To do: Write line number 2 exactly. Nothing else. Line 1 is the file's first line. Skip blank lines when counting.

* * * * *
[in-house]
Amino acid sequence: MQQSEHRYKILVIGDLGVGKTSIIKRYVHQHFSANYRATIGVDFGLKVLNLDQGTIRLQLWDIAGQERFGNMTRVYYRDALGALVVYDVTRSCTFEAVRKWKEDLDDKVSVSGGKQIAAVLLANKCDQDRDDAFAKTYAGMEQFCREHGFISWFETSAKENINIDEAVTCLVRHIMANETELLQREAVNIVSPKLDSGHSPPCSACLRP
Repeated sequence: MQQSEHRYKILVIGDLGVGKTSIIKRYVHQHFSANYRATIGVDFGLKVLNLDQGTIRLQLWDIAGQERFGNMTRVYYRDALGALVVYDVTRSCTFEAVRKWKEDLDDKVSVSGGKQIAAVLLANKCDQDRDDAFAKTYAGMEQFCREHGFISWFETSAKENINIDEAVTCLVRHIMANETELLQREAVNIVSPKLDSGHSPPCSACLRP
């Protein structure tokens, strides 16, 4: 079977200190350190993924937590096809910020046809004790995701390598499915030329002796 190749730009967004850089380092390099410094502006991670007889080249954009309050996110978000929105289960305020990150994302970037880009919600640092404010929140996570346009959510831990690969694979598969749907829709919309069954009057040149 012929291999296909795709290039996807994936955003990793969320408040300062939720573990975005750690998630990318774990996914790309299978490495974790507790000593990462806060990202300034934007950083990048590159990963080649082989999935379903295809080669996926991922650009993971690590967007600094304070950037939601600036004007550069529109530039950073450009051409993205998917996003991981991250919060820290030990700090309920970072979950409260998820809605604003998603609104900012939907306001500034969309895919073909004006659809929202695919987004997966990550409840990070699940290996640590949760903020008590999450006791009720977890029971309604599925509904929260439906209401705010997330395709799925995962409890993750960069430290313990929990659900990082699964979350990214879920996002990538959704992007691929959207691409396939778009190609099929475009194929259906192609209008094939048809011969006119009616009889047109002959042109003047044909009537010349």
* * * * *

Amino acid sequence: MQQSEHRYKILVIGDLGVGKTSIIKRYVHQHFSANYRATIGVDFGLKVLNLDQGTIRLQLWDIAGQERFGNMTRVYYRDALGALVVYDVTRSCTFEAVRKWKEDLDDKVSVSGGKQIAAVLLANKCDQDRDDAFAKTYAGMEQFCREHGFISWFETSAKENINIDEAVTCLVRHIMANETELLQREAVNIVSPKLDSGHSPPCSACLRP